The pastor said that John may have been a teenager when he met Jesus, for rabbis gathered students who were that age.  The pastor also referred to a tradition relayed by Jerome that John died sixty-eight years after Jesus’ passion.

The pastor said that Paul gathered elders, who were pastors-in-training, at Ephesus.  Paul trained them to be pastors.  They would pastor in Asia Minor and train others to be pastors, so the church spread.  This was how Polycarp was believed to have been taught by John.  The church grew, and the older method of leadership was no longer feasible, so hierarchies in the church developed in the second century.

The pastor mentioned the view that different Johns wrote the Gospel of John, I-III John, and the Book of Revelation.  He, however, believes that the apostle John wrote all of them.  He referred to the view that John wrote on the island of Patmos, when he was in exile, for he was unable to be with the church at Ephesus and to communicate with it directly.  John was concerned about the heresies that were becoming popular there, and elsewhere among the churches in Asia Minor. The pastor also referred to the view that John’s Gospel was written in Jerusalem between 40 and 60 C.E., as it reflects the hostility between the Christians and the Jewish Temple community.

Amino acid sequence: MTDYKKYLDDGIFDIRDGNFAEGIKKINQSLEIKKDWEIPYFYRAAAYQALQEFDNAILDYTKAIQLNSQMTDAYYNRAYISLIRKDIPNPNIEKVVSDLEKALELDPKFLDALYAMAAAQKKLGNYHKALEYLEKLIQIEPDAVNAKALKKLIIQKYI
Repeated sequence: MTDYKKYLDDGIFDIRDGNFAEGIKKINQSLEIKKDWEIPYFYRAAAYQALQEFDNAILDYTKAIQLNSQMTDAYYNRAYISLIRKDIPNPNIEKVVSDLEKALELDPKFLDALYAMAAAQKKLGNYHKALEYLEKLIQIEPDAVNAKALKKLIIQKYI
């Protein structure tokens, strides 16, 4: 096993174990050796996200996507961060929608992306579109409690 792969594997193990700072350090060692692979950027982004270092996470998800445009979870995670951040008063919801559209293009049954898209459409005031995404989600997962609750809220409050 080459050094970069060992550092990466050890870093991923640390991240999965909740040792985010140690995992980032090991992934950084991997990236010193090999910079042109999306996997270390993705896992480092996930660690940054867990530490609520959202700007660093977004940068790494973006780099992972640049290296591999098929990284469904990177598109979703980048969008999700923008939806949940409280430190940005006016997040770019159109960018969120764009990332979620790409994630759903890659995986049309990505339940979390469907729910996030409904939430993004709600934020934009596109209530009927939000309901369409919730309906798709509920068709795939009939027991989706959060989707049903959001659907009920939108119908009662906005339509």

The pastor said that there are different ideas about the sequence in which John wrote, and he discussed the possible ramifications of each position.  If John wrote I-III John first, then the Gospel of John fleshes that out.  If John wrote the Gospel of John first, then I John presupposes what is in the Gospel, especially John 1.  If Revelation was written first, then the victory of the good guys is presupposed and what is in I John is icing on the cake.  If Revelation was written last, then it was John’s last will and testament.  The pastor also referred to the possibility that Revelation was written after the Domitian persecution, as a reflection on it.  That would be different from saying that it was written in the heat of the persecution to comfort the Christians that God would soon end their suffering.  Such a view might also fit the LCMS’s amillennialism, as it envisions Revelation as a panoramic perspective on the suffering of Christians and how that fits into God’s larger agenda.